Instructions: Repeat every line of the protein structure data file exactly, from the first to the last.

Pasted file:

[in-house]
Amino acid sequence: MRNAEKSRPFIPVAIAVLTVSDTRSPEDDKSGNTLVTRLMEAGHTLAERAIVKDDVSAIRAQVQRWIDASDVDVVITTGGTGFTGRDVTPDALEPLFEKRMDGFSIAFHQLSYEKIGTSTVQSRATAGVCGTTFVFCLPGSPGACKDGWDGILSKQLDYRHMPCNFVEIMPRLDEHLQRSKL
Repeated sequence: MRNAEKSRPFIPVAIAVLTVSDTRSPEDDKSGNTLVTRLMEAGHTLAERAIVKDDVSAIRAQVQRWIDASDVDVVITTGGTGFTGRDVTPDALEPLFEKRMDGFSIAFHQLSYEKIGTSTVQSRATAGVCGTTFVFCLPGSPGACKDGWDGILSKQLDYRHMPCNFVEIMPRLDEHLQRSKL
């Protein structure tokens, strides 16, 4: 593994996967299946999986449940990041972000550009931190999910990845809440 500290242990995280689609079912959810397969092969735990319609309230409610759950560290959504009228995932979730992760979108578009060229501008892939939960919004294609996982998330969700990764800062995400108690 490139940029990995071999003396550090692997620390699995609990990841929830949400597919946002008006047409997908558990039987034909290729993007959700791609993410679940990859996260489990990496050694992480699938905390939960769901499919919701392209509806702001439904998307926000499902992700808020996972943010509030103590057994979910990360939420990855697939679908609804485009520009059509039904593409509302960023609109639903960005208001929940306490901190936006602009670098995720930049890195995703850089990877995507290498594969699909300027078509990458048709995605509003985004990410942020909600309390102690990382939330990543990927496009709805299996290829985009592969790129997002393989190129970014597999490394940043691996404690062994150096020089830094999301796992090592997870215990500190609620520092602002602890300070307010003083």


[in-house]
Amino acid sequence: MRNAEKSRPFIPVAIAVLTVSDTRSPEDDKSGNTLVTRLMEAGHTLAERAIVKDDVSAIRAQVQRWIDASDVDVVITTGGTGFTGRDVTPDALEPLFEKRMDGFSIAFHQLSYEKIGTSTVQSRATAGVCGTTFVFCLPGSPGACKDGWDGILSKQLDYRHMPCNFVEIMPRLDEHLQRSKL
Repeated sequence: MRNAEKSRPFIPVAIAVLTVSDTRSPEDDKSGNTLVTRLMEAGHTLAERAIVKDDVSAIRAQVQRWIDASDVDVVITTGGTGFTGRDVTPDALEPLFEKRMDGFSIAFHQLSYEKIGTSTVQSRATAGVCGTTFVFCLPGSPGACKDGWDGILSKQLDYRHMPCNFVEIMPRLDEHLQRSKL
């Protein structure tokens, strides 16, 4: 593994996967299946999986449940990041972000550009931190999910990845809440 500290242990995280689609079912959810397969092969735990319609309230409610759950560290959504009228995932979730992760979108578009060229501008892939939960919004294609996982998330969700990764800062995400108690 490139940029990995071999003396550090692997620390699995609990990841929830949400597919946002008006047409997908558990039987034909290729993007959700791609993410679940990859996260489990990496050694992480699938905390939960769901499919919701392209509806702001439904998307926000499902992700808020996972943010509030103590057994979910990360939420990855697939679908609804485009520009059509039904593409509302960023609109639903960005208001929940306490901190936006602009670098995720930049890195995703850089990877995507290498594969699909300027078509990458048709995605509003985004990410942020909600309390102690990382939330990543990927496009709805299996290829985009592969790129997002393989190129970014597999490394940043691996404690062994150096020089830094999301796992090592997870215990500190609620520092602002602890300070307010003083």